New cafe in Pittsburgh's Strip District will be a combination coffee roaster and wine bar




The first retail location for Atelier de Fer is opening on Smallman Street, a coffee roaster/cocktail and wine bar that will offer snacks and provisions to-go by the end of the year.

The spot had been home to Luke and Alexis Shaffer’s 21st Street Coffee and Tea (2002 Smallman) for more than a decade; the Shaffers decided to leave after extended negotiations with the landlord, DiCio Real Estates LLC, over the terms of the lease. The pioneering 21st Street Coffee built a reputation selling coffee from small- to mid-sized producers with attention to sourcing, fair trade, roasts and brewing methods. The Shaffers have been looking for a new location to replace the one they closed earlier this fall, while they continue to run the 600-square-foot Downtown shop at Three PNC Plaza.

De Fer — French for “of iron” — has edged into local roasting alongside Commonplace Coffee and La Prima Espresso.

“Pittsburgh can support multiple roasters,” says founder Matthew Marietti, citing cities with an extensive coffee culture like Portland, Ore., New York and even Columbus, Ohio.

Local roasting is growing in cities around the country, anchored on the belief that fresh and local roasting — when it’s done with skill — can be ideal.  Local roasting became more popular when indie companies that launched post-Starbucks sold out to corporate interests. Portland, Ore.-based Stumptown, for example, has sold out to the California-based Peet’s Coffee and Tea, which also has a majority stake in Chicago-based Intelligentsia.

Mr. Marietti, a Pittsburgh native who attended Tepper School of Business at Carnegie Mellon University, founded De Fer in February after he left his position working for Heinz (then Kraft Heinz) for seven years. Part of his time with Kraft Heinz sent him with his family to London, where he and his wife Vanessa fine-tuned plans to open a roaster and cafe. They were inspired by European coffee shops that serve many purposes, offering great coffee and wine as well as snacks. The ones they like tended to be family friendly, something important to the Mariettis, who have two young daughters.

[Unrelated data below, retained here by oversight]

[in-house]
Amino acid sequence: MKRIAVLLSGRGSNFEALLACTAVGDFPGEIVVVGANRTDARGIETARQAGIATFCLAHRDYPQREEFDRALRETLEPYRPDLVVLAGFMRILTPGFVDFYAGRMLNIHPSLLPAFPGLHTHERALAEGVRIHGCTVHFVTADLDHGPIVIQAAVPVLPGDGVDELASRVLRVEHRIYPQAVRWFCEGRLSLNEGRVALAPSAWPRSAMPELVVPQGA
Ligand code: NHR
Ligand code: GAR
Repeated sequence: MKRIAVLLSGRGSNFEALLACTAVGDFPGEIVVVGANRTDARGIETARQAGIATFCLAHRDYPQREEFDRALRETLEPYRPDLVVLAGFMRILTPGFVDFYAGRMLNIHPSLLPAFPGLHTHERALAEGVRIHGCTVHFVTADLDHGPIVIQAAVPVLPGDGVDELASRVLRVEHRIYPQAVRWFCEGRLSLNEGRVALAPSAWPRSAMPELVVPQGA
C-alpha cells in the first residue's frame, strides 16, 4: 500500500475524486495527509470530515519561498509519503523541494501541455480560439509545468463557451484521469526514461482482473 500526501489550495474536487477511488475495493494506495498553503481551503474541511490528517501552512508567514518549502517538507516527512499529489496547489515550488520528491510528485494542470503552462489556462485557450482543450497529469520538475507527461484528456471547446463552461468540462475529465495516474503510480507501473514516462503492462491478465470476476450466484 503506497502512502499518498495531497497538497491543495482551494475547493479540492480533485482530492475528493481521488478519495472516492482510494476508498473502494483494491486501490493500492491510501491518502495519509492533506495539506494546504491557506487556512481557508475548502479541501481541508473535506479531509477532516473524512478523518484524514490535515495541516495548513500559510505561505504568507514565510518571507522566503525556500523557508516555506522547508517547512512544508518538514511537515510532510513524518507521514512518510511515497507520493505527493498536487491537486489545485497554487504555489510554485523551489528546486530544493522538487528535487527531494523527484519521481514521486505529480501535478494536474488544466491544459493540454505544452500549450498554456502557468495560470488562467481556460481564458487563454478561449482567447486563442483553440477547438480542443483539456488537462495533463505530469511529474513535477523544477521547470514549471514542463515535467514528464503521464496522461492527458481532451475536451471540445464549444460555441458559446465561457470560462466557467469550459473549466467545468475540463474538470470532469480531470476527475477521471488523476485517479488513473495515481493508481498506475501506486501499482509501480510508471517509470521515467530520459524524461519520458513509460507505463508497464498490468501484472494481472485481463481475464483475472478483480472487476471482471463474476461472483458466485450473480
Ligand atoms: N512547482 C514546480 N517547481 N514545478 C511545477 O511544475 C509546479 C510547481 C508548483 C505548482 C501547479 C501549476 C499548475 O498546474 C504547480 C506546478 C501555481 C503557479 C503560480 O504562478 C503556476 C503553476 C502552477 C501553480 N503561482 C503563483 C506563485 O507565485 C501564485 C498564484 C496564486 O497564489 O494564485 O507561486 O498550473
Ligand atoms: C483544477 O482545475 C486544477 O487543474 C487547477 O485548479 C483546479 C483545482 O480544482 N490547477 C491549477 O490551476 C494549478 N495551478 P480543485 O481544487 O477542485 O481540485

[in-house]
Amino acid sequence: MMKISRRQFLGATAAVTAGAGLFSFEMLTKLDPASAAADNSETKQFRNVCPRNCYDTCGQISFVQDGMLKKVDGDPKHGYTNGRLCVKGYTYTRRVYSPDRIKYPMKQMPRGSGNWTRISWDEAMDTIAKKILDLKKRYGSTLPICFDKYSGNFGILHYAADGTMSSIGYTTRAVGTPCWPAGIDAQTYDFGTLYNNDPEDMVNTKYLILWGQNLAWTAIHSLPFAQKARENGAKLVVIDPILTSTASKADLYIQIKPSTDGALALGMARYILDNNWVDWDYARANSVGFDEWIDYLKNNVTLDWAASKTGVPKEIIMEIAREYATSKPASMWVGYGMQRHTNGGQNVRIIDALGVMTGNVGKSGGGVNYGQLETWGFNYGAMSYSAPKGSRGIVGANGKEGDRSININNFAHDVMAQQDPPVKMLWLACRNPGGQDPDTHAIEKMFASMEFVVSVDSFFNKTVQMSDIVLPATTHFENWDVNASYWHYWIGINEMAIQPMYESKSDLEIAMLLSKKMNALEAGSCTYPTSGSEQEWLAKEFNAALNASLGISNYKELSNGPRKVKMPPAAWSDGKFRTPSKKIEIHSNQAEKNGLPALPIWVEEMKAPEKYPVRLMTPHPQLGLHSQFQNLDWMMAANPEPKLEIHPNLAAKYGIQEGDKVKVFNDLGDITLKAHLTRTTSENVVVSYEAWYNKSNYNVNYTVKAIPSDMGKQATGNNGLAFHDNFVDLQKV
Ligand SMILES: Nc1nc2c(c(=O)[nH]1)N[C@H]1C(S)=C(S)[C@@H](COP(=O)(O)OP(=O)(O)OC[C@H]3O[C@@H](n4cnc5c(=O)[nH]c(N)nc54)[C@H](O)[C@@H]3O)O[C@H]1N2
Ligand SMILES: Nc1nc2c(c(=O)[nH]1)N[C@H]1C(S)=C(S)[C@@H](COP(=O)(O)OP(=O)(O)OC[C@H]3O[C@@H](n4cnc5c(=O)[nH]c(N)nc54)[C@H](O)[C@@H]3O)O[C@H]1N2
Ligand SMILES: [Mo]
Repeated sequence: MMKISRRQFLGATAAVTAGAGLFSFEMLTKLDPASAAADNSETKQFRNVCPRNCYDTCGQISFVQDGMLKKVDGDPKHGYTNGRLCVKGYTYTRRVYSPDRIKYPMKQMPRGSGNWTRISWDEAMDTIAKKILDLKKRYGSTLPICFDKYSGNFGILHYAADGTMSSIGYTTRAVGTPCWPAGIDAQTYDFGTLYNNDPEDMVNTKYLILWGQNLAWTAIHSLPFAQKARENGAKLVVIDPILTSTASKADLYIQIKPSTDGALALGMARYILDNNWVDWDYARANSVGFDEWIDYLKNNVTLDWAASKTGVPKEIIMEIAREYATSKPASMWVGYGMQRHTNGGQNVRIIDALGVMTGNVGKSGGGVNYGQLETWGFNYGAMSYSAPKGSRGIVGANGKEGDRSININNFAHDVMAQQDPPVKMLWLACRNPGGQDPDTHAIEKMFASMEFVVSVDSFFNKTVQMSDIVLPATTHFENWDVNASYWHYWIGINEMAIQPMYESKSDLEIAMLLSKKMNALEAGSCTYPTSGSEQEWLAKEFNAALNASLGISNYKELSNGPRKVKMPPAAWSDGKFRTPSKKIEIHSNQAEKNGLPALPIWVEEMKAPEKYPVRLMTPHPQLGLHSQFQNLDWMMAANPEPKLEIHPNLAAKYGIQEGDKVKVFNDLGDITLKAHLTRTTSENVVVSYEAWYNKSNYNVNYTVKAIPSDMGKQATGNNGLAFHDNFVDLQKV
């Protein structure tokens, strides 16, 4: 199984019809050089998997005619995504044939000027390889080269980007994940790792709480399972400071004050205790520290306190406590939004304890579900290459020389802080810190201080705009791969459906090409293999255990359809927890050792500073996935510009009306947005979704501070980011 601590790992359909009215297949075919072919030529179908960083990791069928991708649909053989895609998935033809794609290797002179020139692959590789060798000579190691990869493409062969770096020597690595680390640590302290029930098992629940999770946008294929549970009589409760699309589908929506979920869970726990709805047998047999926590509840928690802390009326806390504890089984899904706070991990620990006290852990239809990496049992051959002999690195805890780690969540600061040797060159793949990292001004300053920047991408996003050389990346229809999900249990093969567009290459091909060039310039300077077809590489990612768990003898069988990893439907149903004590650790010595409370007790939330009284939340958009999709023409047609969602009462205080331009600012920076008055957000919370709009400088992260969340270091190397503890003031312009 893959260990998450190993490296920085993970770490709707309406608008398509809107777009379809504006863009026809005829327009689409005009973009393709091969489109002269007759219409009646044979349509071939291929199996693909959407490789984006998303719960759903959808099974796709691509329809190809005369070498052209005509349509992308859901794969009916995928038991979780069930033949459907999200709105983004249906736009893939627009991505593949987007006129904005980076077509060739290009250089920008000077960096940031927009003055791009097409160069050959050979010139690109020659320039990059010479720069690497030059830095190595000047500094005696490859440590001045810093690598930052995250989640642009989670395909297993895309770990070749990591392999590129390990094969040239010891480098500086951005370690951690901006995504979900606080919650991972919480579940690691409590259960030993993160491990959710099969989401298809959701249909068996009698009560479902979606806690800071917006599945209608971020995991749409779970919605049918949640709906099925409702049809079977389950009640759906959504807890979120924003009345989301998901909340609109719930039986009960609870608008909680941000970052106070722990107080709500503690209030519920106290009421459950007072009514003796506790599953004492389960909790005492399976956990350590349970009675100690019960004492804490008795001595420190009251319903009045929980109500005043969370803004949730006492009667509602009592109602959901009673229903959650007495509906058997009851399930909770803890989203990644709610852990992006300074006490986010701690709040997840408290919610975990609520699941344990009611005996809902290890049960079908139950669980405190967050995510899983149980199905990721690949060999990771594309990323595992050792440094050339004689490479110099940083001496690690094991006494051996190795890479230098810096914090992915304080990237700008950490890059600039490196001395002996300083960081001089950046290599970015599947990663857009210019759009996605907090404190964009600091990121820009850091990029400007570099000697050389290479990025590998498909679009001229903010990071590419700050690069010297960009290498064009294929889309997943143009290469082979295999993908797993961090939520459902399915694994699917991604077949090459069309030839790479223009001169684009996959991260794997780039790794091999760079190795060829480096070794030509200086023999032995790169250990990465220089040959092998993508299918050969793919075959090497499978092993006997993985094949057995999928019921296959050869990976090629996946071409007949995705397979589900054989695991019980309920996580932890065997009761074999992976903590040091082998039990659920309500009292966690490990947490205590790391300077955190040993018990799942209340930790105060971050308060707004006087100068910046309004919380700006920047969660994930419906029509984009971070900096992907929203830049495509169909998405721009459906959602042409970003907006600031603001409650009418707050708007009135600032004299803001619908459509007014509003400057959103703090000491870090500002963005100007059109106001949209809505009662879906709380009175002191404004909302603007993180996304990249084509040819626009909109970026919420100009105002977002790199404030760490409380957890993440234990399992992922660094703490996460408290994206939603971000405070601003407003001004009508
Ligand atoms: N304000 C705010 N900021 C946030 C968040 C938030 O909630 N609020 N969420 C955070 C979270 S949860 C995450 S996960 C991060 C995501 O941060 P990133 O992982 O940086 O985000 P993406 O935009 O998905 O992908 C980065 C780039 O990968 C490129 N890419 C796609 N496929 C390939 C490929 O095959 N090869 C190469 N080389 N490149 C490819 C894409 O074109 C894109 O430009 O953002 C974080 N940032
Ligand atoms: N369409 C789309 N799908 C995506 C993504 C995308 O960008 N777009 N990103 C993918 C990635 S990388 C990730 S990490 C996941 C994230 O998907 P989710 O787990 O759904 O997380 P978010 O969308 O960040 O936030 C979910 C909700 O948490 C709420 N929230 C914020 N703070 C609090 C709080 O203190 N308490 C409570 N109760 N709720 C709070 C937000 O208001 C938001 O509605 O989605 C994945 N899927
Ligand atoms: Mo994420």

Since April, De Fer had been roasting in the XFactory in Homewood on Lynn Way, one of several small businesses in the building that includes a kombucha maker and a production facility for Millie’s Homemade Ice Cream. The company has offered coffee online, at Curbside Coffeehouse in Blawnox and at Five Points Artisan Bakeshop in Squirrel Hill, along with the farmers markets in East Liberty, Bellevue and Shadyside. 

Mr. Marietti is passionate about coffee because “it’s one of life’s simple pleasures” that’s also accessible and affordable. He’s the kind of coffee fan who has planned travels around visiting coffee roasters and shops and he has also trained out west with the Specialty Coffee Association of America.

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Once the shop opens in a month or so, Mr. Marietti plans on maintaining “responsible and sustainable” coffee sourcing and good ingredients for simple dishes on the food menu — with pastry from La Gourmandine in Hazelwood and meats from Parma in the Strip District. The shop also sells loose tea, with Anchor and Anvil out of Ben Avon and Coraopolis among customers, along with Pittsburgh Juice Co. in Lawrenceville and Staghorn Home & Garden Cafe in Greenfield. 

The Mariettis will work with partners Corey Tiani, the designer, and his wife Keri, who does illustration and graphics for the group, as well as Mohit Kudaravalli, who handles finance and operations.

Though they’re still working out the hours, the spot will likely open early in the morning to around 9 p.m.

Melissa McCart: mmccart@post-gazette.com; Instagram @postgazettefood; Facebook @postgazettefood


First Published November 15, 2017 9:17 AM




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